About Me

Retired chief investment officer and former NYSE firm partner with 40 years experience in field as analyst / economist, portfolio manager / trader, and CIO who has superb track record with multi $billion equities and fixed income portfolios. Advanced degrees, CFA. Having done much professional writing as a young guy, I now have a cryptic style. 40 years down on and around The Street confirms: CAVEAT EMPTOR IN SPADES !!!

Friday, May 29, 2015

US Economy -- At Fail Safe Point

Over 100 years of monetary, economic and stock market data show conclusively that when
the monetary base adjusted for inflation flattens out or declines for an extended period, bad
things happen to the economy and the stock market. The time between the end of growth of
the base and trouble varies considerably with the key variables being the strength of private
sector credit supply and demand. When the Fed has tightened up on liquidity, the economy
and the stock market can continue to flourish so long as borrowers can avail themselves of
ample credit.

When the Fed made it clear it was ending the very  large QE 3 program after the tapering
process, I argued that there would be an economic slowdown that carried well into 2015 and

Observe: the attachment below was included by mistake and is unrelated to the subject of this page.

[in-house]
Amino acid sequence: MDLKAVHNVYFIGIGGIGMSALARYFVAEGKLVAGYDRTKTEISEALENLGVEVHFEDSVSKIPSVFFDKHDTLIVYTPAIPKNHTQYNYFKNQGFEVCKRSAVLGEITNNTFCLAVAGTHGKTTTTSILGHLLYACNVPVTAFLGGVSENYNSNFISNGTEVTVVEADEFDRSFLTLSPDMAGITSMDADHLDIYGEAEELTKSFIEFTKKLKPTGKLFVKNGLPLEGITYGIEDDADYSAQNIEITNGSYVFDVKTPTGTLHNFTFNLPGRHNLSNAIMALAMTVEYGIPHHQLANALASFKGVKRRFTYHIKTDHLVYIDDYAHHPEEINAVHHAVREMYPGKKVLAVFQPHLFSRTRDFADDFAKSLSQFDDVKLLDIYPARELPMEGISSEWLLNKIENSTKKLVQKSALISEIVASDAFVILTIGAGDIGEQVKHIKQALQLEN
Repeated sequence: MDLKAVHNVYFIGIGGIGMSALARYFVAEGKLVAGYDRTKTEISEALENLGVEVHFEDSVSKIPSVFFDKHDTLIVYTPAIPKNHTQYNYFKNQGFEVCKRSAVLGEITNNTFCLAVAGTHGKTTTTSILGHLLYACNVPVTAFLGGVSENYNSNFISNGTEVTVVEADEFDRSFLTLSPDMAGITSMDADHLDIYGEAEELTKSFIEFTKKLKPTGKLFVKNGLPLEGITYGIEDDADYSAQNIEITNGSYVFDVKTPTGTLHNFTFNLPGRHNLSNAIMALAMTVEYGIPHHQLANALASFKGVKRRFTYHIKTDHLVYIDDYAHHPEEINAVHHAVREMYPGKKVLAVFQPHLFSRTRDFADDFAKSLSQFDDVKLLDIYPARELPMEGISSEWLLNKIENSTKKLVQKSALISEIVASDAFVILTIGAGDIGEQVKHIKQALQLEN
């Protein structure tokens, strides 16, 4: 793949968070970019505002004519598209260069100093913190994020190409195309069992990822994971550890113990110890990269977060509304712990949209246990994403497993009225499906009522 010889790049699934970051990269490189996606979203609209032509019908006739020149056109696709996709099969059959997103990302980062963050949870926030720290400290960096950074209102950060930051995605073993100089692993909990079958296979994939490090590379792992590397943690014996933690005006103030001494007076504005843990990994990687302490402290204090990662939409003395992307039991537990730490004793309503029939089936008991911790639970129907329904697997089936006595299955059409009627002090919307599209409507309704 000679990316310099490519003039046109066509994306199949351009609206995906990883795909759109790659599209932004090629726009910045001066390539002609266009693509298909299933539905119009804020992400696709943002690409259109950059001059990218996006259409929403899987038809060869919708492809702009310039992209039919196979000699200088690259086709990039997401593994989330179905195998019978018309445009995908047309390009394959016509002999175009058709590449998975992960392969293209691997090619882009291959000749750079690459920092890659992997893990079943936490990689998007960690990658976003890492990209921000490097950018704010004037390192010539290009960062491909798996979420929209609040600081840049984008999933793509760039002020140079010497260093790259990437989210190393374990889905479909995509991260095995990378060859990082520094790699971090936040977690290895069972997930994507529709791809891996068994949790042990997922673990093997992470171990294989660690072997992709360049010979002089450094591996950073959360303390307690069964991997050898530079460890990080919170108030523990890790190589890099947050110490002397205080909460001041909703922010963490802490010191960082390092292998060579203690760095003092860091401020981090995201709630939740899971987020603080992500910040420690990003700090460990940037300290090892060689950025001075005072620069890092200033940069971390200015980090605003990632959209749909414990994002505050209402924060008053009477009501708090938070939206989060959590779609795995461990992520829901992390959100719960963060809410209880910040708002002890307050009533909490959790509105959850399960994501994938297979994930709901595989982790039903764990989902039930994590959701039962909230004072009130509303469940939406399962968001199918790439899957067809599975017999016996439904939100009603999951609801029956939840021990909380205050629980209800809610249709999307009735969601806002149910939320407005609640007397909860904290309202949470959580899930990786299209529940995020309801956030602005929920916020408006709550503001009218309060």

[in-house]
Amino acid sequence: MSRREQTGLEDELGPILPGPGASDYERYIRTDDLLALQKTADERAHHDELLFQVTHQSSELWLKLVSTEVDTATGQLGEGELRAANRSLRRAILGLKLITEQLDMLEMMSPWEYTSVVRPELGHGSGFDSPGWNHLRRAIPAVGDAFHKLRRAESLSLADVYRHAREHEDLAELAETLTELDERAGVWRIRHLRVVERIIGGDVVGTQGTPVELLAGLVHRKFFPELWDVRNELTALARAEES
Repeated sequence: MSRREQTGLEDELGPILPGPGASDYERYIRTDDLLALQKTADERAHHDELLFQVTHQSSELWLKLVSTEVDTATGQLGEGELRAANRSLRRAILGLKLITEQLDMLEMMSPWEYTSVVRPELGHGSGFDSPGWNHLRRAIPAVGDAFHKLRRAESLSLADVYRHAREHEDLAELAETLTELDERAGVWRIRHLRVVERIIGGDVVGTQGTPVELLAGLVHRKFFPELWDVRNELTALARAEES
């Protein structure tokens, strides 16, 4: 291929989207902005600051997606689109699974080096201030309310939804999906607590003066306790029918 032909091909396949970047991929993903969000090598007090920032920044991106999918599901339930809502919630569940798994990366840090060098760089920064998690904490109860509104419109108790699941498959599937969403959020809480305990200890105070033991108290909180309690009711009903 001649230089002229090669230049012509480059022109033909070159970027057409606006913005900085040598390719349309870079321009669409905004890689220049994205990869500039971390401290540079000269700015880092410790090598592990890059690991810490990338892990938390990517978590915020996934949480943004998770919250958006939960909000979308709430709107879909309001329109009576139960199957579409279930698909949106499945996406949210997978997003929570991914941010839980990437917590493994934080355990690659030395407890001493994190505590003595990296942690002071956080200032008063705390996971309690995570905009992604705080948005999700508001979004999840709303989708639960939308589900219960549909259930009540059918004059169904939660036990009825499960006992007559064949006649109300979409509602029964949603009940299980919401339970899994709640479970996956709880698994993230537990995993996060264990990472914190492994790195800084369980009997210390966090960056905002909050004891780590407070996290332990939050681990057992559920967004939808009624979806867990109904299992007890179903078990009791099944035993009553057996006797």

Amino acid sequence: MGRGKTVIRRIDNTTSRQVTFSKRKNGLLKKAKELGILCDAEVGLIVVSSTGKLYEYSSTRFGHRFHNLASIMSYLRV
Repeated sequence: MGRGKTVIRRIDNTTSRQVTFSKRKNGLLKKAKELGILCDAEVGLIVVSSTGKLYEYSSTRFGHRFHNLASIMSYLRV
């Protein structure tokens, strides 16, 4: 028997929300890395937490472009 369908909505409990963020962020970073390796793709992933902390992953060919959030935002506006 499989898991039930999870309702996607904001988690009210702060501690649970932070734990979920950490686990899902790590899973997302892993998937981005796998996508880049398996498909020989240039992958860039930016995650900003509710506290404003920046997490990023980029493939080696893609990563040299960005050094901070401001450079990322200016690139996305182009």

that the prospects for the economy would largely depend on confident borrowers and lenders.
The unfolding economic slowdown witnessed since late 2014 has been made worse by bad
winter weather, a large decline in drilling for oil during an emerging supply glut and a couple
of other very transitory factors.

The slowing of sales and production growth this year has reached an economic fail safe point
in that further weakness may well invite economic recession. In short, the economy needs to
do better soon and it is unwise not to follow its direction very carefully going forward lest you
get caught with excess risk exposure. The adjusted monetary base has been flat since Aug. 2014.
The Fed has held short rates at the zero bound level, but It has tightened liquidity and policy
very appreciably.

So, before we worry about when and by how much the Fed may raise rates, we need to make
sure the economy is not about to dip into a downturn. The weekly leading economic indicator
I use has been improving since the end of Mar. this year, and this suggests we should see
some improvement in business sales and production come Jun. Moreover, the banking sector
has ample liquidity to underwrite rising credit demand in support of economic growth going
forward. Even so, be from Missouri on this one (Show me the growth).

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The Philadelphia Fed leading economic index has fallen to 1%. There have been periods in
the past when the index has fallen below 1% but has subsequently recovered, leaving the
economy to grow further but note when the index has not recouped. Leading Indicator



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